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Kagarlitsky on Belarus

Boris Kagarlitsky’s analysis of the Belarusian elections is a breath of fresh air at a time when what exactly Belarus is has been so muddled by the ideological dueling between East and West. I encourage readers to check out his column “Nine Lives of the Belarusian Cat”. Here are some excerpts.

On why Lukashenko won:

The Russian and the Western mass media have split up into two camps: fervent partisans of the Belarusian regime and its furious enemies. With all that, either of the camps wouldn’t even make a guess, what this regime looks like, and especially, what kind of opposition that is.

Unlike Russia or Kazakhstan, Belarus is not rich in natural resources, therefore, it cannot export raw materials. Unlike Ukraine, it does not have siderurgy. Its domestic market is quite limited as well, for the country is not big. In the times of the USSR it served as the Soviet economy’s “assembly line”. In other words, only the developed processing industry will keep the Belarusian economy floating, given it produces goods of high enough quality to be exported to the former Soviet Republics and anywhere else if possible.

Implementing Russian model of privatization will result in an immeasurable disaster, against which all horrors of Neoliberal reforms implemented by Egor Gaidar would seem just a joke. The entire country would just die out. The more relaxed Ukrainian version wouldn’t work out either, due to the shortage of the resources available. To stay alive, the Belarusian economy needed guaranteed secure and modernized industry, simultaneously keeping wages low; otherwise, the Belarusian enterprises will not be competitive on the exterior market. Holding the wages and trying to avoid the collapse could only be made possible, preserving the social security protection, which inevitably handed the control over economy to the state, making it act as an investor, a proprietor, responsible for the healthy functioning of the industries, and as a distribution system. The Soviet type of economy has slowly been modifying in Belarus into an East Asia type of “export economy”, though with local flavor: not a tiger, of course, but a cat. The “Belarusian cat” model predetermined Lukashenka’s political endurance. Bat’ka was doing what the society expected him to. He did it roughly, undemocratically, enjoying support of the bureaucratic structures, inherited from the Soviet times. In return, he got the unlimited power for himself and his team.

And on why the opposition made little headway among the population:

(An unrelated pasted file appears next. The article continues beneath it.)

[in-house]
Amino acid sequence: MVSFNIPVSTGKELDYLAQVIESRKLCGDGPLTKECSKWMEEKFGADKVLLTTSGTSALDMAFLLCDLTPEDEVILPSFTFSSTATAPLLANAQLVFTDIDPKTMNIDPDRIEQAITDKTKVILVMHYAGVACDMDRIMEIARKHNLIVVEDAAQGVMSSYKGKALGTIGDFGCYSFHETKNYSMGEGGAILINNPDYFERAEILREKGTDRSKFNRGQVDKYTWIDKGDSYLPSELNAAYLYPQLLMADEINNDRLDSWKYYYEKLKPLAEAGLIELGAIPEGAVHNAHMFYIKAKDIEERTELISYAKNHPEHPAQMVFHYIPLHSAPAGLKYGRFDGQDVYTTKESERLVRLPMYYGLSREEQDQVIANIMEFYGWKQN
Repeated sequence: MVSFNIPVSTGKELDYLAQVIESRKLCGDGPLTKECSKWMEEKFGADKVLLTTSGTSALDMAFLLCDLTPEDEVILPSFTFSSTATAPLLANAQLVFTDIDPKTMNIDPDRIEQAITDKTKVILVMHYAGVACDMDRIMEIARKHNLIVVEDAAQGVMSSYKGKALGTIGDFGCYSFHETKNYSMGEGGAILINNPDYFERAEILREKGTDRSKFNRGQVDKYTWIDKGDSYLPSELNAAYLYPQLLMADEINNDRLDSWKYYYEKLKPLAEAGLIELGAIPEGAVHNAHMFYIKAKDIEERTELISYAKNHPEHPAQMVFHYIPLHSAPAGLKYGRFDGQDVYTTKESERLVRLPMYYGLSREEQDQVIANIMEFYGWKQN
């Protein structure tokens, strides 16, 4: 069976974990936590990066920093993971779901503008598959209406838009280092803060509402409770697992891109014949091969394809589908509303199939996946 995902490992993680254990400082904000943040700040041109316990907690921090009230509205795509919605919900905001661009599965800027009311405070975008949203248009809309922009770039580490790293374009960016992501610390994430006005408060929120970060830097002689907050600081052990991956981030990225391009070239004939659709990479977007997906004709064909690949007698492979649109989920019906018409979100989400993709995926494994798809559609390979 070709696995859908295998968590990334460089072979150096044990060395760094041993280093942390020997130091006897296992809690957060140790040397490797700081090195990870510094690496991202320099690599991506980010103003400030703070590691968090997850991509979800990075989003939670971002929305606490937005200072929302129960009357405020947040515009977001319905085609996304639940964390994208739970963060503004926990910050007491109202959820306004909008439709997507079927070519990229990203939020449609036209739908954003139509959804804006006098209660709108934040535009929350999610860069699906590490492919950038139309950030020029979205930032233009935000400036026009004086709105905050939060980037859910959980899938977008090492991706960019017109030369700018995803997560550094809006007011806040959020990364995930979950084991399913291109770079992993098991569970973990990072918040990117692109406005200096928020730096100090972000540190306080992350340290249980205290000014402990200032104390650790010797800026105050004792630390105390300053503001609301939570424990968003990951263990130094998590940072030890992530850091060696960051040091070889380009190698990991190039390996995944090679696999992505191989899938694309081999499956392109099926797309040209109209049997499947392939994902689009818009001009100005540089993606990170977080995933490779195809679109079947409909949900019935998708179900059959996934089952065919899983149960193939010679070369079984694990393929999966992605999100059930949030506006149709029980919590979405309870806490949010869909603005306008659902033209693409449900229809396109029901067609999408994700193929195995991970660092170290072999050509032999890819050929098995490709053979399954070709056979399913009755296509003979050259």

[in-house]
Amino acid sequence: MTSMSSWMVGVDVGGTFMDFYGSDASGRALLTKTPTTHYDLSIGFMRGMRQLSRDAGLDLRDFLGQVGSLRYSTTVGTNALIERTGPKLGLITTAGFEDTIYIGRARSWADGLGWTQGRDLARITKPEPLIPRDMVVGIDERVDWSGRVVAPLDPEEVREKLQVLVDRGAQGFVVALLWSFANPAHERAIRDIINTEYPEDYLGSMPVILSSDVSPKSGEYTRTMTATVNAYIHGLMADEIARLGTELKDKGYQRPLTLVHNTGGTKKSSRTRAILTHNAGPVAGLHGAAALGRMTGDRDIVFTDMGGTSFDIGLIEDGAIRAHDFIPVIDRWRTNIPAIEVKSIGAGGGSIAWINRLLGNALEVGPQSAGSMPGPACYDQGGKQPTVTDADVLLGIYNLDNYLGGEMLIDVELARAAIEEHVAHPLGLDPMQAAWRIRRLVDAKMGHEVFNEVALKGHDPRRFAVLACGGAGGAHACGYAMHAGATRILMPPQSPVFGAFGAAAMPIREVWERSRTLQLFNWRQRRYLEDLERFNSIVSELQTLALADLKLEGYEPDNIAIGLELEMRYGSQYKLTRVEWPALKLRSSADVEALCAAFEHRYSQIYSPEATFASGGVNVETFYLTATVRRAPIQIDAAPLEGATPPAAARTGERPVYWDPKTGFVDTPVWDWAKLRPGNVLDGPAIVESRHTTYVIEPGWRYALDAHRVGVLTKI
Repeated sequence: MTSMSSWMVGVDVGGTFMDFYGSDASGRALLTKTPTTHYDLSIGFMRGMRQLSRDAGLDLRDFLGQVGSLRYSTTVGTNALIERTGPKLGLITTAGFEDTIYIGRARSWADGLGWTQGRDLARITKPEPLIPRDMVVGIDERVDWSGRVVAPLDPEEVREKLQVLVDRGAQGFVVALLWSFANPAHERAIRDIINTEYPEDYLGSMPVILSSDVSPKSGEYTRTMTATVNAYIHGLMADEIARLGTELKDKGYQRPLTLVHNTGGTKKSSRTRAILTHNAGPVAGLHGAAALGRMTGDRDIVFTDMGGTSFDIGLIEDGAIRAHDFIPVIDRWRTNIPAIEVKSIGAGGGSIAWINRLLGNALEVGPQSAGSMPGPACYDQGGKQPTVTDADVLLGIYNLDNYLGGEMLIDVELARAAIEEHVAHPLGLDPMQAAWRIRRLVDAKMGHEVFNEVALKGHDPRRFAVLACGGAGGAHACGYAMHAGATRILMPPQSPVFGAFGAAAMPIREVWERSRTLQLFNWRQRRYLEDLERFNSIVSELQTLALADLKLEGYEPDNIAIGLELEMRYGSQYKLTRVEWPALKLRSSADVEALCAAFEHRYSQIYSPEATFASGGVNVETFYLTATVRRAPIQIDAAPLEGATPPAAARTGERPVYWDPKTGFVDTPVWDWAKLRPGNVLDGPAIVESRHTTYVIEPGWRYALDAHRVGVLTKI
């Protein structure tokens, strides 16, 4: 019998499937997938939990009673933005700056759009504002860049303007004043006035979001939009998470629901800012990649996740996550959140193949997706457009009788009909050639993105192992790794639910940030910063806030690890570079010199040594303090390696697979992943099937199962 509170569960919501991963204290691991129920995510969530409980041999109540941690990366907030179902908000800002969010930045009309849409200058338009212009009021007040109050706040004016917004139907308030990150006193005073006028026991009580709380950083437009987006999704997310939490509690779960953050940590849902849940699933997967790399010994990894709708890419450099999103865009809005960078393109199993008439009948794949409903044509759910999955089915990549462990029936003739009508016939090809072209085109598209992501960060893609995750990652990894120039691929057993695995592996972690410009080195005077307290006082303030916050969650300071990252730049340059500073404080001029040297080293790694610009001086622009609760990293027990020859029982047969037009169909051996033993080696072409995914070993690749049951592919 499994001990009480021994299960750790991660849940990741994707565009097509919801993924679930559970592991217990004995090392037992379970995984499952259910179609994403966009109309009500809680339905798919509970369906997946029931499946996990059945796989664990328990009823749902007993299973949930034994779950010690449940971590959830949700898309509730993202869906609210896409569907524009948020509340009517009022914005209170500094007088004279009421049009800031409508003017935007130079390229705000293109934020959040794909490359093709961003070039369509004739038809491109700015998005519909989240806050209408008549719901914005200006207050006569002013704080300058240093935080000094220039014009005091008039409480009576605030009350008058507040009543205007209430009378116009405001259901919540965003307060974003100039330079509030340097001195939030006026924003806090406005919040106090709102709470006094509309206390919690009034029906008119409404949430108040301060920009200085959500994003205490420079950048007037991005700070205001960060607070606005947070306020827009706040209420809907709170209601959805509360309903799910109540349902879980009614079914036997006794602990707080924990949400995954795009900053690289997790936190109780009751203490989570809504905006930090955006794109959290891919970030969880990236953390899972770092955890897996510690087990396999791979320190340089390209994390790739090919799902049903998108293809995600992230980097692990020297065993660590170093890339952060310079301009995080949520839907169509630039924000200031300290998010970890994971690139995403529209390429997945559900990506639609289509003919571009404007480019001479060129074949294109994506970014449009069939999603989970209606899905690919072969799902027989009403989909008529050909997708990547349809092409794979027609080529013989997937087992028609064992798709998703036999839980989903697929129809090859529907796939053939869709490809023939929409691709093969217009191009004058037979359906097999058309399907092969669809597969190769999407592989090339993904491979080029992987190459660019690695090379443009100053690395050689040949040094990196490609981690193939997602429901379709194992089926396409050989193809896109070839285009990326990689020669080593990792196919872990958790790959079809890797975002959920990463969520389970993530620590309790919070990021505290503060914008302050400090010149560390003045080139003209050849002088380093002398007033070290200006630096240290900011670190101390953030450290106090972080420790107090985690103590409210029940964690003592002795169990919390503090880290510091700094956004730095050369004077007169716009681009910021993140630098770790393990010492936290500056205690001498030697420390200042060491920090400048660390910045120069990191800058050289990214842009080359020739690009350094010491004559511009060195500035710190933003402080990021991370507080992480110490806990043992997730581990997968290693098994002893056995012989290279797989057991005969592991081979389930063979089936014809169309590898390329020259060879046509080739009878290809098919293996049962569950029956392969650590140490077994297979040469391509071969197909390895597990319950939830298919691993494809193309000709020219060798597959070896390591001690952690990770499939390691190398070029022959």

The opposition was rejected by the Belarusian population in the first place because it hasn’t come up with something inspirational to suggest. Liberal programs and promises to prosper in the European house were nothing but bluffing. Paradoxically, what did add some weight the opposition was its persecution by the authorities. It raised the opposition’s moral prestige, stirred up sympathy. It was not enough to compensate for the narrow social basis, though. And the narrower the social basis is, the more significance is attached to the foreign sponsors. The attempts to repeat Kyiv Maidan in Minsk failed, as would other similar activity. Dumb Russian bureaucrats and mediocre journalists may of course trust the omnipotent political technologies. In practice they work out only under certain conditions and may not be thoughtlessly replicated. Lukashenka didn’t even bother to break up the demonstration. The cold did a better job than police squads would have done.

Neither the current opposition, nor its updated version, which will undoubtedly be created after the elections, will ever seize power. This absolutely must not lead to thinking that the future of the Belarusian regime is cloudless. Lukashenka as a political phenomenon was produced by specific circumstances back in mid-1990s. Since then, the situation has changed and keeps changing. The survival matter is no longer the case, but the further development issues will eventually become more and more acute. Lukashenka’s new term will not just be another one in a row.

According to Kagarlitsky, Lukashenko’s lease on life might begin to wear thin once Belarusian bureaucrats look to get a bigger piece of the pie they’ve only had a taste from. This, not an opposition, will force Lukashenko to proceed with more privatization. If not then, Kagarlitsky concludes,

One way or the other, the political crisis is inevitable, perhaps, resulting in a “color” revolution, conducted (like other color revolutions) not by the opposition, but the part of the ruling elites, determined to make changes. This is exactly how the story in Ukraine unfolded.

I highly encourage reading the rest.

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